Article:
May 20–June 10, 2023
Keelay Gipson, an award-winning multi-disciplinary Afro-surrealist dramatist, activist, and teaching artist, knows what it means to battle your inner demons and come out the other side.
In June 2020, during the pandemic, Gipson’s mother, Gwendolyn, passed away. From the pangs of grief, Gipson began excavating and examining his life and journey as a storyteller. Born in Oklahoma City to a young, unwed mother, the prolific writer was adopted by a Black married couple from the Deep South who relocated and raised him in the idyllic suburbs of Tulsa. It was his mother that nourished his love of theater and the performing arts. Studying acting at Pace, and after a period of being relegated to roles of drug dealers, gang bangers, and sex workers, Gipson turned his focus to writing for the stage and advocating for Black people and Black lives through his work. This would eventually lead to a passionate drive as an activist, with Gipson eventually becoming a member of “We See You, White American Theater,” an anonymously-led coalition of artists that circulated a widely read set of demands for change during a cultural reckoning that saw seismic shifts in and out of the entertainment world.
Now, the award-winning scribe is on the verge of making his off-Broadway debut with the kitchen-sink drama demons., a poetic meditation on loss and legacy. The play, produced by The Bushwick Starr in association with JAG Productions, revolves around the Daimon family who have come together to bury their patriarch and exorcise the trauma passed down to them—but is it too late?
While speaking via FaceTime from his apartment in Brooklyn’s Flatbush neighborhood, Gipson was in the midst of rehearsals for DOT DOT DOT, a TheaterworksUSA musical commission based on the Creatrilogy trio of picture books by New York Times bestselling author Peter H. Reynolds, adapted with composer Sam Salmond. Below is our conversation about the glass ceiling, gatekeeping, and demons.
Marcus Scott (Rail): Can you describe the journey of going from actor to playwright?
Keelay Gipson: The journey from actor to playwright was really just me following the path of least resistance. I was a student in the Musical Theater program at Pace University (class of 2010) and didn’t find much success in booking roles in my time there. This was way before we were having these kinds of nuanced conversations surrounding race and representation in theater. So I began writing roles for myself to act. I would get folks together in an empty studio and we’d read my plays. Soon I stopped acting in them and would just listen to them. I found my voice while trying to give me and the other brown and Black folks an opportunity to be full artists during a time and in a program where that wasn’t happening.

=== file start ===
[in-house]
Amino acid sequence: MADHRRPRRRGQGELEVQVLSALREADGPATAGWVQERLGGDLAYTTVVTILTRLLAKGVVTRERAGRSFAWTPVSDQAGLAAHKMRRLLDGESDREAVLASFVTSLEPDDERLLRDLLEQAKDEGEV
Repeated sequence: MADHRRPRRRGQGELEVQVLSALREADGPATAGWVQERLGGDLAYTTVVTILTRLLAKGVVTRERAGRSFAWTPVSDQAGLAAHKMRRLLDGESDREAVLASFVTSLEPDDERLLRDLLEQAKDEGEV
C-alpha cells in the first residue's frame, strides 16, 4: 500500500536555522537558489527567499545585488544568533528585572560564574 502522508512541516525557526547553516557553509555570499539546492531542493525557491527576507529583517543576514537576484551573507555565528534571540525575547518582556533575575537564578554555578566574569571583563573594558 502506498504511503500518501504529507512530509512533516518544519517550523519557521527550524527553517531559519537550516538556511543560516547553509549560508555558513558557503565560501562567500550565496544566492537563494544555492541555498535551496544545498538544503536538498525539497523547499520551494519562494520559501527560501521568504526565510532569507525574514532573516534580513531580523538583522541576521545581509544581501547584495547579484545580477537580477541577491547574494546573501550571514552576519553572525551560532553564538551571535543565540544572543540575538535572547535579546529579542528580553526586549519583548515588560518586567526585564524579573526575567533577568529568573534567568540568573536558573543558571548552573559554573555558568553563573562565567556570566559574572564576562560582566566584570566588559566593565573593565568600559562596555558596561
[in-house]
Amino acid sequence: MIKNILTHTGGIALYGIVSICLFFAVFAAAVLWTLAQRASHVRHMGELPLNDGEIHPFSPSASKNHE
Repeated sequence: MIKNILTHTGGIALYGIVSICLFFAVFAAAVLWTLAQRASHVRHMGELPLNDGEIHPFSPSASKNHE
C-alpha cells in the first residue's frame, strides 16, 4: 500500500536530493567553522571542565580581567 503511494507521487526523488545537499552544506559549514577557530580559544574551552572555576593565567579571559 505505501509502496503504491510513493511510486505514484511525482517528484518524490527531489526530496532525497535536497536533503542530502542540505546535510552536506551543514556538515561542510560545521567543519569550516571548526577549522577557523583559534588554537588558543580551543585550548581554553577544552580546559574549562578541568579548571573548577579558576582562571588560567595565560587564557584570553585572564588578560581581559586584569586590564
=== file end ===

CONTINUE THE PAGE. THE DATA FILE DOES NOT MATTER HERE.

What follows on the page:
Rail: How many plays have you written and where does demons. stand among them?
Gipson: I’ve written seven full length plays. demons. is the most recent. I began working on it in the summer of 2019 as part of a joint residency with New York Stage and Film and the Dramatist Guild Foundation.
Rail: While I have my theories—why is the name of your show called demons.?
Gipson: I grew up in a Southern Baptist household. The idea of demons. is something that has always been a part of my consciousness. As a child, I remember my dad telling stories about seeing exorcisms, and it always fascinated me. This idea that something other could be the cause of our afflictions, both mentally and physically. I wanted to toy with that idea. Honor the faith that I grew up with while reclaiming it on some level.
Rail: In a 2020 interview with JAGFest, you said “demons. was a play I wasn’t supposed to write, so I listened to the muse; I sat down and it came out of me.” Can you explain this?
Gipson: As I said, I was in residence with NYSAF and DGF at Vassar in the summer of 2019. I was there to work on another play of mine, The Red and the Black—which is a play about the rise of New Black Conservatism. I often have multiple projects going at one time. A play I’m “supposed to” be writing and a “procrastination play” [laughs]. demons. was the latter. Honestly, it was a thought experiment. I was moving squarely into my mid-thirties and I had seen friends lose parents, and I was trying to mentally prepare myself for what that might feel like. Little did I know, the play would be the precursor for my own experience with the death of a parent during the pandemic. I say, “it wasn’t the play I was supposed to write” but it was the play I needed to write.
Rail: So, what’s it about? What was the inspiration for your play demons.? I assume the loss of your mother.
Gipson: Yeah. So, the story follows a Black family after the death of their patriarch. And what I noticed in dealing with the aftermath of a death is that a lot of stuff comes up, right? So, demons. is an exploration through an Afro-surrealist lens of what comes up after the death of a family member, mainly of a parent. The things that you have to reckon with, things that maybe aren’t yours, but that you inherit. So, there’s this idea of inherited trauma, and especially with Black folks in America, what we pass down to our family members and what we leave behind when we’re no longer here. So, demons. is an exploration of all of those good things that death sort of unearths.
Rail: I followed your journey throughout the pandemic with regards to the loss. Once again, I'm very sorry for your loss, man.
Gipson: Thank you. I appreciate it.
Rail: What was your relation like to your mother?